Wednesday, 28 November 2012

Whats in a name.....

There are many reasons why people call the bots the names they do. Waterlily has been know to be called 'that bastard boat' before, not many times I'm pleased to say.

As I type this I do not know the reason Percy is called Percy. I have two lines of thinking....

Tony and Gill's children were big Thomas the tank engine fans....

Percy was the little green engine....(maybe even Brunswick green?)

Or more likely as I'd like to think this puts a real link to Percy....

Percy was one of five sons who ran the Lister company in 1926. As you can see Percy Lister was the driving force in taking the company forward.

"Founded in 1867, R. A. Lister and Co. were initially manufacturers of agricultural equipment, but after the invention of the internal combustion engine the company became a world-renowned name in engineering. By the early 20th century Listers were producing petrol engines, initially to power sheep-shearing equipment. These products remained an important part of the company's business, but over time the product range expanded considerably, ranging from electric lighting plants and dairy equipment to garden furniture.[1]
Robert Ashton Lister was still alive in the late 1920s, at which time the management of the firm had passed to younger members of his family. In 1926 the chairman of the board was Austin Lister, and the company was run by the five sons of Austin's brother Charles: Robert, George, Percy, Frank and Cecil. Inevitably this occasionally caused tensions, as for example George managed home sales and Frank was in charge of buying, while Cecil did not have a clearly defined role at all; and, although Robert was the eldest, it was Percy (later Sir Percy) who had by far the most significant impact.[2]
As managing director Percy led the firm through a period of significant growth and prosperity in the 1920s and 1930s. By 1926 the workforce was around 2000 and was growing rapidly; the company ran a 24-hour manufacturing operation, expanding its range of products and supplying retailers to around 6000 UK customers and many more worldwide.[3] Retailing revenues were particularly healthy in Australia and New Zealand, where sheep-shearing equipment was in great demand.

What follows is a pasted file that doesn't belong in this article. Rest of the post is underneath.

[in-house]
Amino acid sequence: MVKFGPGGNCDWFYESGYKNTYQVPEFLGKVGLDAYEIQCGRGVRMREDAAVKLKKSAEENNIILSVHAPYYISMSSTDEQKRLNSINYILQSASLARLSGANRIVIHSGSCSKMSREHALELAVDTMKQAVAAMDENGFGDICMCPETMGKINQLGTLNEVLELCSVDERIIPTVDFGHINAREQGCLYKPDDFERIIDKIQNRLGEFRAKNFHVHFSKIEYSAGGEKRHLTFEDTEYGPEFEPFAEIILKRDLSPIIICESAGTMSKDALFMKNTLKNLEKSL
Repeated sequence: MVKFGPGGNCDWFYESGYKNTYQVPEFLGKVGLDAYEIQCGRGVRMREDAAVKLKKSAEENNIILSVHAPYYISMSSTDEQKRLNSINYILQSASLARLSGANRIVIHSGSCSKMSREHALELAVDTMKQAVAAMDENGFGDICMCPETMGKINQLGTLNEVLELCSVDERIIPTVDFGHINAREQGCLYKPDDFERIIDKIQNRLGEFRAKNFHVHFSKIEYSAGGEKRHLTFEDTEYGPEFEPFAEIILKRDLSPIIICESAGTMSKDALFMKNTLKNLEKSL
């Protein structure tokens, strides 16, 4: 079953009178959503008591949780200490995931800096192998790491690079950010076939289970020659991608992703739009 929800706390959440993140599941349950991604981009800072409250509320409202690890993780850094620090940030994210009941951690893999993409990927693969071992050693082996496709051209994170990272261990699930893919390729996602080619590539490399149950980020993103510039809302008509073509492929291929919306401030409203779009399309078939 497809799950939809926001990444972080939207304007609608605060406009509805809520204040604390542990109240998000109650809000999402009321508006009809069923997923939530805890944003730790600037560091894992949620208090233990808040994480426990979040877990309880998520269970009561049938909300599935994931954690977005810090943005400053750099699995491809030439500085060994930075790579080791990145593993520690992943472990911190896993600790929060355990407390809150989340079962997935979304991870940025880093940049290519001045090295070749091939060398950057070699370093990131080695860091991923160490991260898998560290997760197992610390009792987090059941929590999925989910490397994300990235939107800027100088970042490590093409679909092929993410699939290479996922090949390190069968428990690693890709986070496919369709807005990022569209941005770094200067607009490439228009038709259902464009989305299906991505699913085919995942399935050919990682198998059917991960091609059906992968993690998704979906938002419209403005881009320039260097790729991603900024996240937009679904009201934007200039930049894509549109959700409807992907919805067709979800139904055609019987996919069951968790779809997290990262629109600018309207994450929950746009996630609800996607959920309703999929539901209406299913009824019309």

The company headquarters were housed in an early 16th-century Priory building in Dursley (which remained the headquarters of Lister Petter at time of writing in 2009). In the nearby valley was located a foundry, together with a number of other workshops necessary for the production of engines and the various other products offered, including a machining shop, capstan lathe shop, engine assembly lines, and a coopers' shop.
Lister engines were traditionally painted a mid-range shade of Brunswick Green, which continues to be used by Lister Petter (see below) at time of writing (2009). In 1929, the first of Lister's own design of "CS" (cold start) diesel engine was made in Dursley. The CS is a slow-running (600 rpm), reliable engine, suitable for driving electric generators or irrigation pumps. The CS type engines (the range spanned single-, twin-, triple- and four-cylinder versions in a range of power outputs) gained a reputation for longevity and reliability, especially in Commonwealth countries, to which they were widely exported. Some CS engines ran practically continuously for decades in agricultural, industrial and electrical applications.
By around 1930 Listers were producing around 600 engines a week, most of which were small at around 1.5 to 3 hp; many of these had applications in the construction industry. Listers continued to flourish during the 1930s, riding the economic financial crisis and building on its many earlier successes.[4]"

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